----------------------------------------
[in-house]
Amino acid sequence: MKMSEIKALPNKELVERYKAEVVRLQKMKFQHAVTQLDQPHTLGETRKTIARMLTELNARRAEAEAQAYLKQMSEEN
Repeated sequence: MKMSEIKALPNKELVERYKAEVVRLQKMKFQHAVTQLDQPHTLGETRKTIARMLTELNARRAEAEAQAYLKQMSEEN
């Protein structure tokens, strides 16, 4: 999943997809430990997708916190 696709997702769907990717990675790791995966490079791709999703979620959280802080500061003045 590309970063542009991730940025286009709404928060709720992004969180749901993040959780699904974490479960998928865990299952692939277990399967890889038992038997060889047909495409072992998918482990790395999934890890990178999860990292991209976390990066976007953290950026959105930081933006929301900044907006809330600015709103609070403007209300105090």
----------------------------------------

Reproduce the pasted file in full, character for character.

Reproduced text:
[in-house]
Amino acid sequence: MKMSEIKALPNKELVERYKAEVVRLQKMKFQHAVTQLDQPHTLGETRKTIARMLTELNARRAEAEAQAYLKQMSEEN
Repeated sequence: MKMSEIKALPNKELVERYKAEVVRLQKMKFQHAVTQLDQPHTLGETRKTIARMLTELNARRAEAEAQAYLKQMSEEN
């Protein structure tokens, strides 16, 4: 999943997809430990997708916190 696709997702769907990717990675790791995966490079791709999703979620959280802080500061003045 590309970063542009991730940025286009709404928060709720992004969180749901993040959780699904974490479960998928865990299952692939277990399967890889038992038997060889047909495409072992998918482990790395999934890890990178999860990292991209976390990066976007953290950026959105930081933006929301900044907006809330600015709103609070403007209300105090």